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4 Ways to Manage Your Stress

Stress affects your mental well being, but it can also affect your physical health. Stress has been known to worsen or increase the likelihood of health conditions like heart disease, obesity, diabetes, and gastrointestinal problems. In some people, stress also causes muscles to tense up, which can lead to back and neck pain.

If unmanaged, stress can interfere with your everyday life and make it difficult to do what you need to get healthy. This is why managing stress is so important when working on a #HealthyNewYou. Don’t let stress interfere with your progress. These tips will help get you on the right track.

1. Learn to manage your time.

Plan out your day ahead of time so that you know what’s coming. Break things down into smaller tasks if you can. Use whatever method works for you–whether it’s a calendar, a day planner, or a checklist. Prioritize your tasks so that you do the most important things first. By thinking ahead about what you need to do, you can plan out how much time each task will take and can be realistic about how much you can actually accomplish.

2. Healthy lifestyle habits can help.

Eating healthy, exercising, getting enough sleep–all of these healthy habits can help you manage stress in addition to improving your overall health and helping you manage back pain. Avoid too much sugar and caffeine, as they can contribute to stress. Exercise can improve your mood and boost endorphins, the brain’s feel-good neurotransmitters. Sleep helps your body to recover so you’re running at full capacity and ready to take on a new day.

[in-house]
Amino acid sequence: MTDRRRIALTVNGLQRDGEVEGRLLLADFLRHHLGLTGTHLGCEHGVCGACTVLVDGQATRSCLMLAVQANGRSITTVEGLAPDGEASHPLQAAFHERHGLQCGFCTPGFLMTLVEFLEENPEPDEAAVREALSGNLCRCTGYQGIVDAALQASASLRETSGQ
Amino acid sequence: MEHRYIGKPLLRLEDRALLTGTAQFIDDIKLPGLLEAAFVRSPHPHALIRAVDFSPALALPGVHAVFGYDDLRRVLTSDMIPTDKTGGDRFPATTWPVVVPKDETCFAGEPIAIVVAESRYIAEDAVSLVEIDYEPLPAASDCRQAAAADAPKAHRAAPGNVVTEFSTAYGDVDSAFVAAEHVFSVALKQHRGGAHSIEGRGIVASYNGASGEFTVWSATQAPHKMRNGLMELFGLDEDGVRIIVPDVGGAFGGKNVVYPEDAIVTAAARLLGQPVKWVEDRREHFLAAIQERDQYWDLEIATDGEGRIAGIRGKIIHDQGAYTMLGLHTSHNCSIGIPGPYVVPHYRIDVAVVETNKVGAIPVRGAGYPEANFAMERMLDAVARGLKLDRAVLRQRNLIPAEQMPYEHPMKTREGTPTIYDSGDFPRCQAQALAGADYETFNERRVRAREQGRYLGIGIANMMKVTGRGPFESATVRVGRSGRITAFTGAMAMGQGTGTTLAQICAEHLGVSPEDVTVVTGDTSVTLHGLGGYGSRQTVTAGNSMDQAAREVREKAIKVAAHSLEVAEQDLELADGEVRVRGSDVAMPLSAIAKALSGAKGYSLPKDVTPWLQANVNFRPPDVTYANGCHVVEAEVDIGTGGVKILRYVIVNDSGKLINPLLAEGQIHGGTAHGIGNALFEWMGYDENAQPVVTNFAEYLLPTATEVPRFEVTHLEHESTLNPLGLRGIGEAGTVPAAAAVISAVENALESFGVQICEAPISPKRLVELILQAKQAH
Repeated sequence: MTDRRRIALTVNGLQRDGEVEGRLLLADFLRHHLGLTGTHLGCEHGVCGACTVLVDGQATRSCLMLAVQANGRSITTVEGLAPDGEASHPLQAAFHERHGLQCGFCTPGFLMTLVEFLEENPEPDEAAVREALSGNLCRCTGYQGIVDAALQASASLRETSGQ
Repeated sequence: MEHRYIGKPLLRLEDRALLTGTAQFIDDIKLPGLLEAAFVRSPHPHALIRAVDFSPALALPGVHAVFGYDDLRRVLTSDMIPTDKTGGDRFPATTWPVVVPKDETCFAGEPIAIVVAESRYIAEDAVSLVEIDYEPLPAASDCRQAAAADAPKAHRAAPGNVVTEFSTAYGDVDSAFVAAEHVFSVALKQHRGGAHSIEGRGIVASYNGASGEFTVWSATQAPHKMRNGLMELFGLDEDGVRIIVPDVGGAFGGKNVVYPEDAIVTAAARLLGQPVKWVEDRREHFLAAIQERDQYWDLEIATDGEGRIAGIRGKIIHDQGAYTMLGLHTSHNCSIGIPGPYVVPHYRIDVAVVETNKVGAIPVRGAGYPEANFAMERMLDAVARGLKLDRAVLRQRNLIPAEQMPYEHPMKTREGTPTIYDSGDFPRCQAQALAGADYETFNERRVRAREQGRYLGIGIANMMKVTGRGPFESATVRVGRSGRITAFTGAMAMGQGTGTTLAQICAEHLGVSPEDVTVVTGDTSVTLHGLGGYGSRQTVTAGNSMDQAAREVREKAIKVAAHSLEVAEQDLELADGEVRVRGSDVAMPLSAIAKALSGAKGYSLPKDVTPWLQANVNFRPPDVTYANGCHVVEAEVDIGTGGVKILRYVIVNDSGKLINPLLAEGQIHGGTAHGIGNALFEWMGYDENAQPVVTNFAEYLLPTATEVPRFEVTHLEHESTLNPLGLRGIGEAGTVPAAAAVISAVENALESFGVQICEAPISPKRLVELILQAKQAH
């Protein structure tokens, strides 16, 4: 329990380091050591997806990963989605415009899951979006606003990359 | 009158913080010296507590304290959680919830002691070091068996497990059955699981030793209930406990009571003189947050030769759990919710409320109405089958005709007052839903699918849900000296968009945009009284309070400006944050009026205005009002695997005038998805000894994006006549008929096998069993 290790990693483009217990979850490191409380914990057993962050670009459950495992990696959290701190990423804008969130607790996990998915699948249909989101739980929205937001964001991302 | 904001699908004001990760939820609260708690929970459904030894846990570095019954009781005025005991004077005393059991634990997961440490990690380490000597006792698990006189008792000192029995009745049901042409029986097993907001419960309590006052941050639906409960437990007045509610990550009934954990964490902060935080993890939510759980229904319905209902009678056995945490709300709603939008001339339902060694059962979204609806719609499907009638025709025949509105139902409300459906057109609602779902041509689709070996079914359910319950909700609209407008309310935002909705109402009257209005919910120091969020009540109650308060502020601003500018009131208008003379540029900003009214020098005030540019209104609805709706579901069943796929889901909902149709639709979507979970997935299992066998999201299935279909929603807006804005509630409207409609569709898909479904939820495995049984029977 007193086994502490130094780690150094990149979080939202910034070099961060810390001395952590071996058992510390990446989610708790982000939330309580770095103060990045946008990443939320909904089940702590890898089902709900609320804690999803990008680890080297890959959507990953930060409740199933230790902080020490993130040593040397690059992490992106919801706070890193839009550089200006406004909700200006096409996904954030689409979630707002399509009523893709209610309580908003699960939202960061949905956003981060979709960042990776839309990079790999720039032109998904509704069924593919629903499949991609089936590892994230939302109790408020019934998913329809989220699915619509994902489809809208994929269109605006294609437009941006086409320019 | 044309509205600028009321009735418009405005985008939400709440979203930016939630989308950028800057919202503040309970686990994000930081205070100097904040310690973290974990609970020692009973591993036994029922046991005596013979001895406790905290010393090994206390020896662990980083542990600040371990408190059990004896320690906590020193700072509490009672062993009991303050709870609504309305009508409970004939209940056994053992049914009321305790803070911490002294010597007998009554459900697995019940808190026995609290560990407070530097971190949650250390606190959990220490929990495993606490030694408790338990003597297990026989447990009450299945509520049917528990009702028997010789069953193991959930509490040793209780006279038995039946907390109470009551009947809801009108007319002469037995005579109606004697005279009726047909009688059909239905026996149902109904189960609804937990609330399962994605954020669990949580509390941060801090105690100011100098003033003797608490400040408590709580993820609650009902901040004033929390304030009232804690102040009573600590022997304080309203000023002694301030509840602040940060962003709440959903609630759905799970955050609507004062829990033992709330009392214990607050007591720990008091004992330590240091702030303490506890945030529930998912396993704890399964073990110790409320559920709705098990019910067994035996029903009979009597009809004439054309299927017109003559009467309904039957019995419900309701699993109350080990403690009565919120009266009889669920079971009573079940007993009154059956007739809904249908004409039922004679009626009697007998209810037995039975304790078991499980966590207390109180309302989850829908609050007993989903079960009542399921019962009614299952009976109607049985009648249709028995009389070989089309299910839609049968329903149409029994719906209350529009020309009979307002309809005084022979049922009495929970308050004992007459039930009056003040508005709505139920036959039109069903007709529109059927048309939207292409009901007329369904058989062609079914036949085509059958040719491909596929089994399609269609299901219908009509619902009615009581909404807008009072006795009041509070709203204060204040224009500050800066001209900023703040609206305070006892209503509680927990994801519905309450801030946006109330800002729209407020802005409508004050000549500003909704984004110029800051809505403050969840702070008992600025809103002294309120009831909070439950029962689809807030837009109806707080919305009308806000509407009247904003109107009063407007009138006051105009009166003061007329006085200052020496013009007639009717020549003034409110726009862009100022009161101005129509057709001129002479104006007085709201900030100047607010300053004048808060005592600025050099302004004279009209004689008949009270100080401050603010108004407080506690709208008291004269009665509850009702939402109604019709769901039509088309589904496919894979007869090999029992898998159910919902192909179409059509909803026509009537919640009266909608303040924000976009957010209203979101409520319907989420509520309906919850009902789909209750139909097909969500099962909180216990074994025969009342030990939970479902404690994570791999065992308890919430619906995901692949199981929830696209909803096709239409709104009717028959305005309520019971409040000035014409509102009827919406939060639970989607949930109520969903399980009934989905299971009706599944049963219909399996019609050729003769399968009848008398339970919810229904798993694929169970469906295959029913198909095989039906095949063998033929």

3. Do activities that help you relax.

Even when you’re busy, it’s important to take time for yourself to relax. Relaxation time helps you take a step away from stressful situations to clear your head. Many people find that yoga helps them relax, and it also provides core-strengthening benefits that can help with back pain. If yoga isn’t for you, there are other activities you can try. Meditate, go for a walk or run, make time for your hobbies. Do anything that takes your mind off the stress so that when you are ready to tackle a stressful activity, you will have regained your focus.

4. Identify the source of the stress.

Sometimes, if we identify the actual cause of the stress, we can eliminate the problems that are causing stress. Sometimes, factors like your environment or poor problem-solving skills, may be the actual cause of your stress. While you can’t always avoid stressful situations, you may be able to improve some situations. Avoid stressful environments whenever possible and work to improve any internal stressors that may be causing anxiety. If you can identify the problem, it will be easier for you to find the solution.

Stress is a part of everyday life, but if you learn to manage it, it doesn’t have to get in the way. What do you do to help manage your stress and get yourself back on track? Tweet me @GleiberMD with the hashtag #HealthyNewYou to let me know.